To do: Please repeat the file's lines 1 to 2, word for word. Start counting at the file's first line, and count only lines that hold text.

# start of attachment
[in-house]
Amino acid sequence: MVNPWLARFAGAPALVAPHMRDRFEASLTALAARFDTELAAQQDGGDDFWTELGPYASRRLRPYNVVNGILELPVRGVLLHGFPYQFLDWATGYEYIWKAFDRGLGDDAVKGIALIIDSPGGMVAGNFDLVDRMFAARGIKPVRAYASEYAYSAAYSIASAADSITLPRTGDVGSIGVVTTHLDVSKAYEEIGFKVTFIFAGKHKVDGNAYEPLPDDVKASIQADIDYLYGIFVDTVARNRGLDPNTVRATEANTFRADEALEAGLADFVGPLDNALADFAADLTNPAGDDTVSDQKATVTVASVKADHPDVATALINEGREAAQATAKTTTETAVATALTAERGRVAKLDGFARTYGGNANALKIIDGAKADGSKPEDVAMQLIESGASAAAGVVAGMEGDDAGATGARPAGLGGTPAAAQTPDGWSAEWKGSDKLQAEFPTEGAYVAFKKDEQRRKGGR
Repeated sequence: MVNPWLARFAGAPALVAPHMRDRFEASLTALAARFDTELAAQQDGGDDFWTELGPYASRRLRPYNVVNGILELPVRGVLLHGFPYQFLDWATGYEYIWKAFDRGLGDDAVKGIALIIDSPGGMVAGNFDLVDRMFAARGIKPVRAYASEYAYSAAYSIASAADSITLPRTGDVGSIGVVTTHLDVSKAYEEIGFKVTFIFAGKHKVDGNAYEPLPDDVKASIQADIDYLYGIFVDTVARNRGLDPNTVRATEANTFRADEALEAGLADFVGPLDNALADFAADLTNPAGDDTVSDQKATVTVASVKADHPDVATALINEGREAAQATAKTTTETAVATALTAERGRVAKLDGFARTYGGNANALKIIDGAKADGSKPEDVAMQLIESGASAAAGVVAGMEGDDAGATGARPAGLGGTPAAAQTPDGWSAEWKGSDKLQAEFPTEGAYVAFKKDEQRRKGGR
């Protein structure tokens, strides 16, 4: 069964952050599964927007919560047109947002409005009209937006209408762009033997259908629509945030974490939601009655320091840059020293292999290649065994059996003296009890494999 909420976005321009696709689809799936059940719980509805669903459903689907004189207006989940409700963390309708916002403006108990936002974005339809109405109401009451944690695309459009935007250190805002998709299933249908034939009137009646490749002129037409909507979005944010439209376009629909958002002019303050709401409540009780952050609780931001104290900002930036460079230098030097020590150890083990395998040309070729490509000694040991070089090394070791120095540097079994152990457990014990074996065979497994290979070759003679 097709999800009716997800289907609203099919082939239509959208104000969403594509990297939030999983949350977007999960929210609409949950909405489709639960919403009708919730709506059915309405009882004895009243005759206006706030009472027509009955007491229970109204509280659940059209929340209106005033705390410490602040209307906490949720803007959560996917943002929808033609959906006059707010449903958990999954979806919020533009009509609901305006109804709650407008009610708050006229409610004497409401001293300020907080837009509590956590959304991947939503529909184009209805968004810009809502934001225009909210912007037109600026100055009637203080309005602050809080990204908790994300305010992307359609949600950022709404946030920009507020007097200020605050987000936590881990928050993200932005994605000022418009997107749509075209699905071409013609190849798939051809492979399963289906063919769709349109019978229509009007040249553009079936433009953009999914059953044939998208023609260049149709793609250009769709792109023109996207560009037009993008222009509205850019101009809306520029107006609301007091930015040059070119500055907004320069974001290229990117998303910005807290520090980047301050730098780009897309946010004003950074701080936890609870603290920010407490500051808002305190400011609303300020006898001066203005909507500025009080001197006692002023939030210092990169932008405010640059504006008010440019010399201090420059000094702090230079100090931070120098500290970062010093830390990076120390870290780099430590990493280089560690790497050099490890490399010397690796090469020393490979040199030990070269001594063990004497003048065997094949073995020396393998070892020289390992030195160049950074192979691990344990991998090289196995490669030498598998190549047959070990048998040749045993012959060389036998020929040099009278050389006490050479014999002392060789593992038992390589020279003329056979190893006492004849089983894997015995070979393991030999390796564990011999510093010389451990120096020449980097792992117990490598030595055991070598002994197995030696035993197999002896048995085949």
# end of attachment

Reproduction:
[in-house]
Amino acid sequence: MVNPWLARFAGAPALVAPHMRDRFEASLTALAARFDTELAAQQDGGDDFWTELGPYASRRLRPYNVVNGILELPVRGVLLHGFPYQFLDWATGYEYIWKAFDRGLGDDAVKGIALIIDSPGGMVAGNFDLVDRMFAARGIKPVRAYASEYAYSAAYSIASAADSITLPRTGDVGSIGVVTTHLDVSKAYEEIGFKVTFIFAGKHKVDGNAYEPLPDDVKASIQADIDYLYGIFVDTVARNRGLDPNTVRATEANTFRADEALEAGLADFVGPLDNALADFAADLTNPAGDDTVSDQKATVTVASVKADHPDVATALINEGREAAQATAKTTTETAVATALTAERGRVAKLDGFARTYGGNANALKIIDGAKADGSKPEDVAMQLIESGASAAAGVVAGMEGDDAGATGARPAGLGGTPAAAQTPDGWSAEWKGSDKLQAEFPTEGAYVAFKKDEQRRKGGR